In 1915, famed educator John Dewey wrote a book entitled Schools of Tomorrow in which he complained that the conventional public school “is arranged to make things easy for the teacher who wishes quick and tangible results.”[i] Rather than fostering personal growth, he argued that “the ordinary school impressed the little one into a narrow area, into a melancholy silence, into a forced attitude of mind and body.”[ii]
In criticizing the academies of his day, Dewey made the case that education needed to adopt new instructional approaches based on future societal needs. He claimed that 20th century schools should reorganize their curricula, emphasize freedom and individuality, and respond to changing employment requirements. Failure to do so would be detrimental to young people. In one of his most widely-quoted commentaries, Dewey predicted that “if we teach today’s students as we taught yesterday’s, we rob them of tomorrow.”[iii]
Writing nearly a century ago, it would have been inconceivable for him to envision the current world of electronic resources, digital textbooks, instructional games, interactive blogs, and social media. Yet his basic message remains highly relevant today. If schools don’t re-invent themselves to engage students and train them for needed areas, it will be difficult for the United States to compete in the global economy.
Imagine schools where students master vital skills and critical thinking in a personalized and collaborative manner, teachers assess pupils in real-time, and social media and digital libraries connect learners to a wide range of informational resources. Teachers take on the role of coaches, students learn at their own pace, technology tracks student progress, and schools are judged based on the outcomes they produce. Rather than be limited to six hours a day for half the year, this kind of education moves toward 24/7 engagement and learning fulltime.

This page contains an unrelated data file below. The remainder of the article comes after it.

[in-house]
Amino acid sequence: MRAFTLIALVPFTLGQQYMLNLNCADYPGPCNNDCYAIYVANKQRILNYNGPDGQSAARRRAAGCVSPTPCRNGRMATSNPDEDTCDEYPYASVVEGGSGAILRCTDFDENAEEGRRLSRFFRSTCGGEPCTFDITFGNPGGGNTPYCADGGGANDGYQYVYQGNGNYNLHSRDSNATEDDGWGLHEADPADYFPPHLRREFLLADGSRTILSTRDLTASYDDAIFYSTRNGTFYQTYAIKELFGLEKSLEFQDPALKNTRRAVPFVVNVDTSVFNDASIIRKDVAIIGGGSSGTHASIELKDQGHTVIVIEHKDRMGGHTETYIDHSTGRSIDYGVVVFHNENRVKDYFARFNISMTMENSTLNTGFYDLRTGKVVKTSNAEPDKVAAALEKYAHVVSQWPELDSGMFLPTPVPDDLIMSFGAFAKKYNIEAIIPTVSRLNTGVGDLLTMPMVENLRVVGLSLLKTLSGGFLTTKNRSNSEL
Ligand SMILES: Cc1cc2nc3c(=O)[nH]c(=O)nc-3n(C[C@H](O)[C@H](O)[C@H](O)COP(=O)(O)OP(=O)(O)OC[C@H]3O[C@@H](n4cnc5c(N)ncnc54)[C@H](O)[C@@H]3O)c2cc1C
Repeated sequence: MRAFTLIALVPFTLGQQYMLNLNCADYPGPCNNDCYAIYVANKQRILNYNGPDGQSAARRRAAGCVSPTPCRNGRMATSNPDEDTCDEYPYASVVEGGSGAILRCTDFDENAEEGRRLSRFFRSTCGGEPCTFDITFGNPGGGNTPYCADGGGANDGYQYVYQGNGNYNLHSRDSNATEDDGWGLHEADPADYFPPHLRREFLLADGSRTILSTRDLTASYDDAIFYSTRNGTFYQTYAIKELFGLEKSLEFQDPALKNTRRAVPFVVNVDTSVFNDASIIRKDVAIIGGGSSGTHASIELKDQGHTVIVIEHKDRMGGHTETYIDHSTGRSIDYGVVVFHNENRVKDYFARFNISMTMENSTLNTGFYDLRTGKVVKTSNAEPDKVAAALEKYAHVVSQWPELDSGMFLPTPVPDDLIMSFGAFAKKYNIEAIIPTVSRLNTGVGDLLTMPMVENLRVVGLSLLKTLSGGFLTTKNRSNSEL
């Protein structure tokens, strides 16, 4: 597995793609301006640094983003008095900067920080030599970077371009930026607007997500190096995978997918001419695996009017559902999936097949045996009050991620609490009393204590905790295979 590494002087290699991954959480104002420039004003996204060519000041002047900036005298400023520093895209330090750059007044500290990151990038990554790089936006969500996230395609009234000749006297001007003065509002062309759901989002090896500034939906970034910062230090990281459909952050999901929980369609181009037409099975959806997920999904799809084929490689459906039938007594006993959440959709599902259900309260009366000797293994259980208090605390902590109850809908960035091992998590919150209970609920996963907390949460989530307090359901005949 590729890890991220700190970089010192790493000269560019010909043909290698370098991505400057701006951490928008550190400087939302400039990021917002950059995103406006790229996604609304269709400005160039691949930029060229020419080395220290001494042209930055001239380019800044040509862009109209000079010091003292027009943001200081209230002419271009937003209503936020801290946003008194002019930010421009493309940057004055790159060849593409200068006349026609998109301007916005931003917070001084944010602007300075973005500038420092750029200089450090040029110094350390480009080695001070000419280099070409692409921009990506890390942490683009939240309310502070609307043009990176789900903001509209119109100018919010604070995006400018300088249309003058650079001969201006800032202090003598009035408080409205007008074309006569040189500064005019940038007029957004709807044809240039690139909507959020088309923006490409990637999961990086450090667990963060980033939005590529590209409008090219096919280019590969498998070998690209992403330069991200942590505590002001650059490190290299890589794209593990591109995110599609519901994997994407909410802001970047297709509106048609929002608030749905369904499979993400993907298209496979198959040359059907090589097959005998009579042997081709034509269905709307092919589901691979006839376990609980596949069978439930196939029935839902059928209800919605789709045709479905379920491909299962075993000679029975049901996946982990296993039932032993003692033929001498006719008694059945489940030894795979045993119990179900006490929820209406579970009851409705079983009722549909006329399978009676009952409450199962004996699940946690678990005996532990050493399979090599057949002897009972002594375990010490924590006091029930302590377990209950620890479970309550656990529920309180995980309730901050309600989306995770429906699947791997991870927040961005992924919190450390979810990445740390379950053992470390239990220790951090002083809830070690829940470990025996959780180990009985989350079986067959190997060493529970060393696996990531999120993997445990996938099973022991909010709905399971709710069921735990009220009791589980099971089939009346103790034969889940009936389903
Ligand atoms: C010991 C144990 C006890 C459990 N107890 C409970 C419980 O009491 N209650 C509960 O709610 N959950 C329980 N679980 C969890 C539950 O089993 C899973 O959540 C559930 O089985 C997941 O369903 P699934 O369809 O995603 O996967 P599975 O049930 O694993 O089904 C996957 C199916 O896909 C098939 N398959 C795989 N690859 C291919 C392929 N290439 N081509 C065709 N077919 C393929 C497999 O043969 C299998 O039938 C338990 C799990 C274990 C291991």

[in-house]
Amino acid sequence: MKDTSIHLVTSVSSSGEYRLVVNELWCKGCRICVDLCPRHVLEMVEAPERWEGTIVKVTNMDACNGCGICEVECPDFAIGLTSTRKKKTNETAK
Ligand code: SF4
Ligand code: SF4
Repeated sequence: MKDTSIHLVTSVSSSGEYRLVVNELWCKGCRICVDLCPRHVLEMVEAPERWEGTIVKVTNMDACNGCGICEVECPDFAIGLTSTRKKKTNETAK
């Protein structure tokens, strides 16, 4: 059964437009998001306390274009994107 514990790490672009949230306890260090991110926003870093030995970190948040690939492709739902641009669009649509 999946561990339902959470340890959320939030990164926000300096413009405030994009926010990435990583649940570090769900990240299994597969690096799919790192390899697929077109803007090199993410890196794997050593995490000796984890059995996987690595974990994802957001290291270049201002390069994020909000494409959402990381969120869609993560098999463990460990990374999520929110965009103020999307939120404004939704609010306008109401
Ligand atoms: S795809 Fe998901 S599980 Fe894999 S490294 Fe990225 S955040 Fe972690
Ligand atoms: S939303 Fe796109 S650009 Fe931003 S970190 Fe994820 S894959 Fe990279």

In this paper, I examine new models of instruction made possible by digital technologies. Pilot projects from across the country are experimenting with different organizations and delivery systems, and transforming the manner in which formal education takes place. By itself, technology will not remake education. Meaningful change requires alterations in technology, organizational structure, instructional approach, and educational assessment.[iv] But if officials combine innovations in technology, organization, operations, and culture, they can overcome current barriers, produce better results, and reimagine the manner in which schools function.[v]
[i] John Dewey, Schools of Tomorrow, New York: Dutton, 1915, p. 18.
[ii] John Dewey, Schools of Tomorrow, New York: Dutton, 1915, p. 20.
[iii] John Dewey, Democracy and Education, New York: Macmillan Company, 1944, p. 167.
[iv] Darrell West, The Next Wave: Using Digital Technology to Further Social and Political Innovation, Washington, D. C.: Brookings Institution Press, 2011.
[v] Darrell M. West, Digital Schools: How Technology Can Transform Education, Washington, D.C.: Brookings Institution Press, forthcoming, 2012.
"The pandemic has highlighted just how intricately related lack of broadband access is to systemic inequality."